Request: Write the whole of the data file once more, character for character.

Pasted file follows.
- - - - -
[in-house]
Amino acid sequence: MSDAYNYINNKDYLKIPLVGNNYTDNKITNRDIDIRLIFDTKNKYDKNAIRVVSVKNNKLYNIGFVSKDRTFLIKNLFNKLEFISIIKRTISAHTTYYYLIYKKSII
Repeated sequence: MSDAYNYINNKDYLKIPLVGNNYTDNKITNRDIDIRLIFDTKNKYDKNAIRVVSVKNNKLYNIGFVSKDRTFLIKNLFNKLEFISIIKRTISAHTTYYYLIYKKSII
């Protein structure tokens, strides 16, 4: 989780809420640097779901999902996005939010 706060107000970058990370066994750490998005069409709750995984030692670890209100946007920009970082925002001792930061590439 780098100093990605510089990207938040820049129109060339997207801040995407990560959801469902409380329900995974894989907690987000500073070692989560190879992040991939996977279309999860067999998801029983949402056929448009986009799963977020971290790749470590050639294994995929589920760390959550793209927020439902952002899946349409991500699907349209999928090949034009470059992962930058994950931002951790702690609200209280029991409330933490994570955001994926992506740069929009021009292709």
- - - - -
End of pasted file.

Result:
[in-house]
Amino acid sequence: MSDAYNYINNKDYLKIPLVGNNYTDNKITNRDIDIRLIFDTKNKYDKNAIRVVSVKNNKLYNIGFVSKDRTFLIKNLFNKLEFISIIKRTISAHTTYYYLIYKKSII
Repeated sequence: MSDAYNYINNKDYLKIPLVGNNYTDNKITNRDIDIRLIFDTKNKYDKNAIRVVSVKNNKLYNIGFVSKDRTFLIKNLFNKLEFISIIKRTISAHTTYYYLIYKKSII
């Protein structure tokens, strides 16, 4: 989780809420640097779901999902996005939010 706060107000970058990370066994750490998005069409709750995984030692670890209100946007920009970082925002001792930061590439 780098100093990605510089990207938040820049129109060339997207801040995407990560959801469902409380329900995974894989907690987000500073070692989560190879992040991939996977279309999860067999998801029983949402056929448009986009799963977020971290790749470590050639294994995929589920760390959550793209927020439902952002899946349409991500699907349209999928090949034009470059992962930058994950931002951790702690609200209280029991409330933490994570955001994926992506740069929009021009292709």